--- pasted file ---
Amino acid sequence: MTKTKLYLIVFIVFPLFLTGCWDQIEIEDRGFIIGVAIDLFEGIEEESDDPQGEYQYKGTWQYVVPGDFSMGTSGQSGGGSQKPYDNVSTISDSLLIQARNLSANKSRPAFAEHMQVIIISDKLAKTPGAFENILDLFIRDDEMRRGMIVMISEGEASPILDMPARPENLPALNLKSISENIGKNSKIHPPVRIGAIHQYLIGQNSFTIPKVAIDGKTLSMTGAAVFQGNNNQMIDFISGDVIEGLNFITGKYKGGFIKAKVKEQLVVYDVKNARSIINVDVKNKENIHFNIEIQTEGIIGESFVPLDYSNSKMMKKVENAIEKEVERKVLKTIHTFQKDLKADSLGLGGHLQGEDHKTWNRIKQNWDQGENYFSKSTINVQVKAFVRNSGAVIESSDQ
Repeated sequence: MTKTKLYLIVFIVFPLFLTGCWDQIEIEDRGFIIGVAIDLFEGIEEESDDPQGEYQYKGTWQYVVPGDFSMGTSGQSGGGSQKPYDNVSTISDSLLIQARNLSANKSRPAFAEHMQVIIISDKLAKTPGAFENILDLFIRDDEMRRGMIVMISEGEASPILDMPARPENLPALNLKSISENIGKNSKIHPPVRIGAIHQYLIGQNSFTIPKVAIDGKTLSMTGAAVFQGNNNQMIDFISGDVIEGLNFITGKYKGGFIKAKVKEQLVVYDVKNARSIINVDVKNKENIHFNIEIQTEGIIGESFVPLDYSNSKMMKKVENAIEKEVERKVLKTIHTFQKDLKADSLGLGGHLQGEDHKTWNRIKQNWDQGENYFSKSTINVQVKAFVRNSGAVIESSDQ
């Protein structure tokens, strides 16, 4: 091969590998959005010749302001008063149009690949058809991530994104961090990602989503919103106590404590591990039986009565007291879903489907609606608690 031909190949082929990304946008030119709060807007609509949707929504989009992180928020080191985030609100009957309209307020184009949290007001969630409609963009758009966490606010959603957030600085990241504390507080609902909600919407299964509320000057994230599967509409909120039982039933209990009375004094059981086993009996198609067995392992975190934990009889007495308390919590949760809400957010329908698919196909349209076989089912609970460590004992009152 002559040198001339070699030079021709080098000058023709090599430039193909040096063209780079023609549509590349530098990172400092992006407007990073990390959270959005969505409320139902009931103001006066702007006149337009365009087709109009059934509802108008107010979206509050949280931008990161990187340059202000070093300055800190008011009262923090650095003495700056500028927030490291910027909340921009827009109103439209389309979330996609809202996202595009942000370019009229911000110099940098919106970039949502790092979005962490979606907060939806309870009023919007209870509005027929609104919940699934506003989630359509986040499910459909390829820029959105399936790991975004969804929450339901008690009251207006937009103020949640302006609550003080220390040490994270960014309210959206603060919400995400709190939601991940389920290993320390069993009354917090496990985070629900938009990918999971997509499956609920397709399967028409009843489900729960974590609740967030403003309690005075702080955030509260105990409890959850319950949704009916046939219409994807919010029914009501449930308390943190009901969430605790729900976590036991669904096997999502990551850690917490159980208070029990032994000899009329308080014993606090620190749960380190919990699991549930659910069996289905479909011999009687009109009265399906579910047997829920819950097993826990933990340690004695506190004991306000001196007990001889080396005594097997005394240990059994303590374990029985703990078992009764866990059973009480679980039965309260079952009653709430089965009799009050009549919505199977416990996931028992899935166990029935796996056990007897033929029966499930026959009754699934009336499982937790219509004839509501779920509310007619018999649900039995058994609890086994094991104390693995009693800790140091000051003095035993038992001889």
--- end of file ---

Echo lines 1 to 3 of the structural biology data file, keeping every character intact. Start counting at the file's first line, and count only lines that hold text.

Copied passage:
Amino acid sequence: MTKTKLYLIVFIVFPLFLTGCWDQIEIEDRGFIIGVAIDLFEGIEEESDDPQGEYQYKGTWQYVVPGDFSMGTSGQSGGGSQKPYDNVSTISDSLLIQARNLSANKSRPAFAEHMQVIIISDKLAKTPGAFENILDLFIRDDEMRRGMIVMISEGEASPILDMPARPENLPALNLKSISENIGKNSKIHPPVRIGAIHQYLIGQNSFTIPKVAIDGKTLSMTGAAVFQGNNNQMIDFISGDVIEGLNFITGKYKGGFIKAKVKEQLVVYDVKNARSIINVDVKNKENIHFNIEIQTEGIIGESFVPLDYSNSKMMKKVENAIEKEVERKVLKTIHTFQKDLKADSLGLGGHLQGEDHKTWNRIKQNWDQGENYFSKSTINVQVKAFVRNSGAVIESSDQ
Repeated sequence: MTKTKLYLIVFIVFPLFLTGCWDQIEIEDRGFIIGVAIDLFEGIEEESDDPQGEYQYKGTWQYVVPGDFSMGTSGQSGGGSQKPYDNVSTISDSLLIQARNLSANKSRPAFAEHMQVIIISDKLAKTPGAFENILDLFIRDDEMRRGMIVMISEGEASPILDMPARPENLPALNLKSISENIGKNSKIHPPVRIGAIHQYLIGQNSFTIPKVAIDGKTLSMTGAAVFQGNNNQMIDFISGDVIEGLNFITGKYKGGFIKAKVKEQLVVYDVKNARSIINVDVKNKENIHFNIEIQTEGIIGESFVPLDYSNSKMMKKVENAIEKEVERKVLKTIHTFQKDLKADSLGLGGHLQGEDHKTWNRIKQNWDQGENYFSKSTINVQVKAFVRNSGAVIESSDQ
């Protein structure tokens, strides 16, 4: 091969590998959005010749302001008063149009690949058809991530994104961090990602989503919103106590404590591990039986009565007291879903489907609606608690 031909190949082929990304946008030119709060807007609509949707929504989009992180928020080191985030609100009957309209307020184009949290007001969630409609963009758009966490606010959603957030600085990241504390507080609902909600919407299964509320000057994230599967509409909120039982039933209990009375004094059981086993009996198609067995392992975190934990009889007495308390919590949760809400957010329908698919196909349209076989089912609970460590004992009152 002559040198001339070699030079021709080098000058023709090599430039193909040096063209780079023609549509590349530098990172400092992006407007990073990390959270959005969505409320139902009931103001006066702007006149337009365009087709109009059934509802108008107010979206509050949280931008990161990187340059202000070093300055800190008011009262923090650095003495700056500028927030490291910027909340921009827009109103439209389309979330996609809202996202595009942000370019009229911000110099940098919106970039949502790092979005962490979606907060939806309870009023919007209870509005027929609104919940699934506003989630359509986040499910459909390829820029959105399936790991975004969804929450339901008690009251207006937009103020949640302006609550003080220390040490994270960014309210959206603060919400995400709190939601991940389920290993320390069993009354917090496990985070629900938009990918999971997509499956609920397709399967028409009843489900729960974590609740967030403003309690005075702080955030509260105990409890959850319950949704009916046939219409994807919010029914009501449930308390943190009901969430605790729900976590036991669904096997999502990551850690917490159980208070029990032994000899009329308080014993606090620190749960380190919990699991549930659910069996289905479909011999009687009109009265399906579910047997829920819950097993826990933990340690004695506190004991306000001196007990001889080396005594097997005394240990059994303590374990029985703990078992009764866990059973009480679980039965309260079952009653709430089965009799009050009549919505199977416990996931028992899935166990029935796996056990007897033929029966499930026959009754699934009336499982937790219509004839509501779920509310007619018999649900039995058994609890086994094991104390693995009693800790140091000051003095035993038992001889």